In implicit schemes, finite-difference expressions used to approximate the space and/or time derivatives at grid point (xj, ti+1) include the unknown values of flow variables at a few adjacent points on the time line i+1. Consequently, a system of algebraic equations is produced for a given time line i+1 and by solving this system, all unknown values are simultaneously determined at time level i+1.

Replacing the continuous original problem with an integration over a discrete computational grid introduces numerical errors into the results. A finite-difference scheme is stable if such errors are not amplified during computation from one time level to the next. The numerical stability depends on the size of the time and space steps and on some flow characteristics. The Courant condition: (6.31)

is a necessary but insufficient condition for stability of an explicit scheme.

Therefore, any explicit scheme is conditionally stable, the Courant condition requiring to work with small time steps as compared with the physical phenomena evolution. Despite their computational simplicity, the explicit methods are seldom used in river modelling for reasons of this stability restriction.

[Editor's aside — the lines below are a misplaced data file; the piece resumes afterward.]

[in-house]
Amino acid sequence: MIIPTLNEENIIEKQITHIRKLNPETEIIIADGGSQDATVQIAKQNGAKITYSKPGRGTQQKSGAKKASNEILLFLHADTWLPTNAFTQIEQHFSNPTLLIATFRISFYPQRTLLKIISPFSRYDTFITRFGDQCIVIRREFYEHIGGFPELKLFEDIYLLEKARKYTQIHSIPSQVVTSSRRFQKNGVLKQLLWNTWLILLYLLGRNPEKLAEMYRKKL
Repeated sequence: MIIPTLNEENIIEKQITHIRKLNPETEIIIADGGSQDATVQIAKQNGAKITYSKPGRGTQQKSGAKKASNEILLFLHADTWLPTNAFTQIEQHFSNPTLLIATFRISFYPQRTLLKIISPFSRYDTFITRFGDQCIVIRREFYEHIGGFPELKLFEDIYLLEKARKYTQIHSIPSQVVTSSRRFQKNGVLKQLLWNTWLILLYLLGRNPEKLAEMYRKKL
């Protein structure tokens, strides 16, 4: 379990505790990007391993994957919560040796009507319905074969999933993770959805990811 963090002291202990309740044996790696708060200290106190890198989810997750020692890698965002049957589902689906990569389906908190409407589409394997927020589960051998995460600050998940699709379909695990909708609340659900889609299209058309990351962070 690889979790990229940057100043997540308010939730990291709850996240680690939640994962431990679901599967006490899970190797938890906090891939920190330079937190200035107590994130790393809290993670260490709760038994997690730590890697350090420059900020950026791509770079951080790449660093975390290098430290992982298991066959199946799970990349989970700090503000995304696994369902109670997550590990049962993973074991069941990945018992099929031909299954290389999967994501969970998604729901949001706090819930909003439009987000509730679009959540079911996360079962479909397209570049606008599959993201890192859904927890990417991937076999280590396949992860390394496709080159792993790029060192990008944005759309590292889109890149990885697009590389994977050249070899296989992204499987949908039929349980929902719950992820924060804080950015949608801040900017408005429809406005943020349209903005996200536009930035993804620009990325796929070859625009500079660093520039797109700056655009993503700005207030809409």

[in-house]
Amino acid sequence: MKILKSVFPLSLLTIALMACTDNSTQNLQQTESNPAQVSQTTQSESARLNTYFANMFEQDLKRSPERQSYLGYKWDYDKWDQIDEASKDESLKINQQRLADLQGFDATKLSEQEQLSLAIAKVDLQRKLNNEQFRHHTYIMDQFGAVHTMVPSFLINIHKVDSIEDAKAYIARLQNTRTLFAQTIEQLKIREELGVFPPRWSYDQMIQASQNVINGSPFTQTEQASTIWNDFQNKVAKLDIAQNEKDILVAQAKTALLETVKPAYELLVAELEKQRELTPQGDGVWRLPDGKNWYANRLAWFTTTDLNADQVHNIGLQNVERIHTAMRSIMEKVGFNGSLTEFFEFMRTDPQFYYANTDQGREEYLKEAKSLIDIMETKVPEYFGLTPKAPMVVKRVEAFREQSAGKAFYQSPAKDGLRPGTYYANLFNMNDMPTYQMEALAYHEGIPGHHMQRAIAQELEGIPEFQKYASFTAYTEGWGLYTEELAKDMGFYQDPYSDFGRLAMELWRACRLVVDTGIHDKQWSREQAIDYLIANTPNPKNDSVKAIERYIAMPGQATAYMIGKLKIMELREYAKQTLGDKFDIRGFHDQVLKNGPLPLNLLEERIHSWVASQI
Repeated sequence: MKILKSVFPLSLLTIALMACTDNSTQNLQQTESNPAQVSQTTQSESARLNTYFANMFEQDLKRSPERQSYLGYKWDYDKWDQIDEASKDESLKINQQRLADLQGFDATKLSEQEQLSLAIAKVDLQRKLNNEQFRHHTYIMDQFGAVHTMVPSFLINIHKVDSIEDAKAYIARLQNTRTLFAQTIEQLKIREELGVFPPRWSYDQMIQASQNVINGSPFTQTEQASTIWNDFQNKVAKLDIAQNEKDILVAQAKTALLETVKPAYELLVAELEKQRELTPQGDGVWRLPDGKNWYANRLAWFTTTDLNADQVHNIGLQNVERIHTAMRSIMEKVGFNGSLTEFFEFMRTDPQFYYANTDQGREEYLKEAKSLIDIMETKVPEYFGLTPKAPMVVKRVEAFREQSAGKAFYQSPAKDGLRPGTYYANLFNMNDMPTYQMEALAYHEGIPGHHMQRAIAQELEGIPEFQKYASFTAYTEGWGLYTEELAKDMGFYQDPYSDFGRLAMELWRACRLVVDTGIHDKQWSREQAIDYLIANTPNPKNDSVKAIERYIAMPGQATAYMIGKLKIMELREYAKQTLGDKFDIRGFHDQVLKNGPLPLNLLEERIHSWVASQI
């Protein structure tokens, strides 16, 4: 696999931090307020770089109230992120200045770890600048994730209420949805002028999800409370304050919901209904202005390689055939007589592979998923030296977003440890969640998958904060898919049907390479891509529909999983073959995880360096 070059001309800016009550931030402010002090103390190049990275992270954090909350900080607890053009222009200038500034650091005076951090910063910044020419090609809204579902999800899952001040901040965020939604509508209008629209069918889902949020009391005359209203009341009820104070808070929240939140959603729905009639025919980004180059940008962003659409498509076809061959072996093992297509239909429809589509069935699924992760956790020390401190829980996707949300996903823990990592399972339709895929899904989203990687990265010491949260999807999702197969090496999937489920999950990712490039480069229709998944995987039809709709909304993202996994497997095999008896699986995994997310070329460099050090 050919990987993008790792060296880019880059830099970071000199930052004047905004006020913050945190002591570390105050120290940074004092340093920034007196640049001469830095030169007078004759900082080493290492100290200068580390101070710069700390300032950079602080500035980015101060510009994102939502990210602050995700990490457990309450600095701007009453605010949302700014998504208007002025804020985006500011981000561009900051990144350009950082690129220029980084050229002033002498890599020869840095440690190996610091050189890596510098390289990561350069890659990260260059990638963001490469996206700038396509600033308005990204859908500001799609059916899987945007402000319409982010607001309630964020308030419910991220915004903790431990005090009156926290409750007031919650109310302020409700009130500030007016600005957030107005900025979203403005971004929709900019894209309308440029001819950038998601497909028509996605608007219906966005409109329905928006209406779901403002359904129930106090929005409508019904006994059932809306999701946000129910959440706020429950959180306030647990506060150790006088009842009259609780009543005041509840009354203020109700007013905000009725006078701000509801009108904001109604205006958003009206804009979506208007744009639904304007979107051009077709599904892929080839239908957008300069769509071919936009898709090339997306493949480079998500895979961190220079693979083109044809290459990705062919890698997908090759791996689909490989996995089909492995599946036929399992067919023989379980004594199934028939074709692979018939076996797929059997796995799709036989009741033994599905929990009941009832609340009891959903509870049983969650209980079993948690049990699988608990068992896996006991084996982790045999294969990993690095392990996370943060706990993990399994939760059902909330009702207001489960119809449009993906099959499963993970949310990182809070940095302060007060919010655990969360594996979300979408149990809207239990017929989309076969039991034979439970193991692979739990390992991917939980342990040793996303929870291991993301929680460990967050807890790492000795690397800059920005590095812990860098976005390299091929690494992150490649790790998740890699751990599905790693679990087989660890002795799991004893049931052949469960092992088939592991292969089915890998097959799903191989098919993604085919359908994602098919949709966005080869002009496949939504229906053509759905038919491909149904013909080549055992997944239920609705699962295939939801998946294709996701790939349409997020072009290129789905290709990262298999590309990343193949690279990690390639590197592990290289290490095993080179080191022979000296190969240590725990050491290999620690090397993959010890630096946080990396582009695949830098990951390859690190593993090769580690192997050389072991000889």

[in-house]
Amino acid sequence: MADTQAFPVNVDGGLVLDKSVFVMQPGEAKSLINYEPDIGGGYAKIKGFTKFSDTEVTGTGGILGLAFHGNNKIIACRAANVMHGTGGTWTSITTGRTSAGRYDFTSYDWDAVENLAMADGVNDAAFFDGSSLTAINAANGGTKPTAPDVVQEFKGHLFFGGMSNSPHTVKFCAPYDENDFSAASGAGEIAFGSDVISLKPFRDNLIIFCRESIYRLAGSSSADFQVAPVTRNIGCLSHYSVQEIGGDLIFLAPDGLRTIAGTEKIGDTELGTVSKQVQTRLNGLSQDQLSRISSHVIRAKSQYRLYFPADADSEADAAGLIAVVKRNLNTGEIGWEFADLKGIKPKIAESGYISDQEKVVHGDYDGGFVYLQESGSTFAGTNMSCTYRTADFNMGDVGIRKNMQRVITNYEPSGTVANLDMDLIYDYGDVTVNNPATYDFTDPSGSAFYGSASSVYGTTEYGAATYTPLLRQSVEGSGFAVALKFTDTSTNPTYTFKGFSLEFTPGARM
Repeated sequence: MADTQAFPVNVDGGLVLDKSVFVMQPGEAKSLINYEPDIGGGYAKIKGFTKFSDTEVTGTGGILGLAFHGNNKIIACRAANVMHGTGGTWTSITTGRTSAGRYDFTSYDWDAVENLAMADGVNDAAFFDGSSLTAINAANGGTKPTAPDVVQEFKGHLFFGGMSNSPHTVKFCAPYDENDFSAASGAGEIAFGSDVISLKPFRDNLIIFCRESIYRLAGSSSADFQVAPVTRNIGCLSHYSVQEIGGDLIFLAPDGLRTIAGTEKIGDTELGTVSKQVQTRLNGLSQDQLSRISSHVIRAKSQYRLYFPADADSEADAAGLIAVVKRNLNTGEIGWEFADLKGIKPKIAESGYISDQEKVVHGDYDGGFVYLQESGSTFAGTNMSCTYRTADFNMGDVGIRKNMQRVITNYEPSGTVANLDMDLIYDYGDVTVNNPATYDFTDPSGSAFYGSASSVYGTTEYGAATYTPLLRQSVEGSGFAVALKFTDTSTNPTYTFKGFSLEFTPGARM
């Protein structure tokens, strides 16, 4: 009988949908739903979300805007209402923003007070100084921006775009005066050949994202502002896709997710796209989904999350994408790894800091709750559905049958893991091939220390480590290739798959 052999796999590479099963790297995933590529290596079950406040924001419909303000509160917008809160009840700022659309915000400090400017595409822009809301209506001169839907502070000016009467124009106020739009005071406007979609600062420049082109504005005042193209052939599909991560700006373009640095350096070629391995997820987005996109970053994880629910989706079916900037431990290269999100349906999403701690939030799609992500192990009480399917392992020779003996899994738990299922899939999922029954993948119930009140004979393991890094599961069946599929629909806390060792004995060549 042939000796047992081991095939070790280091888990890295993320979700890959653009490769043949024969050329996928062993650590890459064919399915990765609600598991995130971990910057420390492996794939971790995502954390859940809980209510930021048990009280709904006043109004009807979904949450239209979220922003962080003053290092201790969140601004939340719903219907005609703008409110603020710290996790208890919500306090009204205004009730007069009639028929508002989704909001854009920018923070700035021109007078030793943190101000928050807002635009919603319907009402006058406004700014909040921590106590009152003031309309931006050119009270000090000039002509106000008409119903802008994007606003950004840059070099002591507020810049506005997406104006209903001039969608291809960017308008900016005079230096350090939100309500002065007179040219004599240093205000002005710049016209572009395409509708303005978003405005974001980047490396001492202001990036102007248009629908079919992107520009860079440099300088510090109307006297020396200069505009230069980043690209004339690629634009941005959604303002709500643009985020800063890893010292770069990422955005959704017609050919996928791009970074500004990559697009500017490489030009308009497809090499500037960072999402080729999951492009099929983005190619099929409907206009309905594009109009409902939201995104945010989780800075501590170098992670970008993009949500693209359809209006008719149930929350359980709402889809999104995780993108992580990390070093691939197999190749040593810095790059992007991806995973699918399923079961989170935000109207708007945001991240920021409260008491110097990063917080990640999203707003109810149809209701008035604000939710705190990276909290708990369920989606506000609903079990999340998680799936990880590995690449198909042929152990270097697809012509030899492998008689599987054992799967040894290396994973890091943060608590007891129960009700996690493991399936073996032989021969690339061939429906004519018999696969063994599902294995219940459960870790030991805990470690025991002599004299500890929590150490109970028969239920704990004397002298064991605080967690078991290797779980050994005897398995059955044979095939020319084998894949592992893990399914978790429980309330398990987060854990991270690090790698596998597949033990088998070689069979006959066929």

On the other hand, the implicit schemes may appear more complicated, but can generally be made unconditionally stable for large computation steps and with little loss of accuracy.

Another distinction among schemes belonging to the same class is related to the way in which the non derivative terms (such as Sf(Q,h), B(h), A(h) etc.) are discretized. Because these terms are functions of dependent variables, their treatment induces a linear or nonlinear feature of the finite-difference equations.

A lot of finite-difference schemes will be presented in more details within the next sections.

Numerical solution of kinematic wave model

First form (6.21) of the kinematic wave model is used to illustrate an explicit linear scheme on a finite-difference cell as show in Figure 6.4.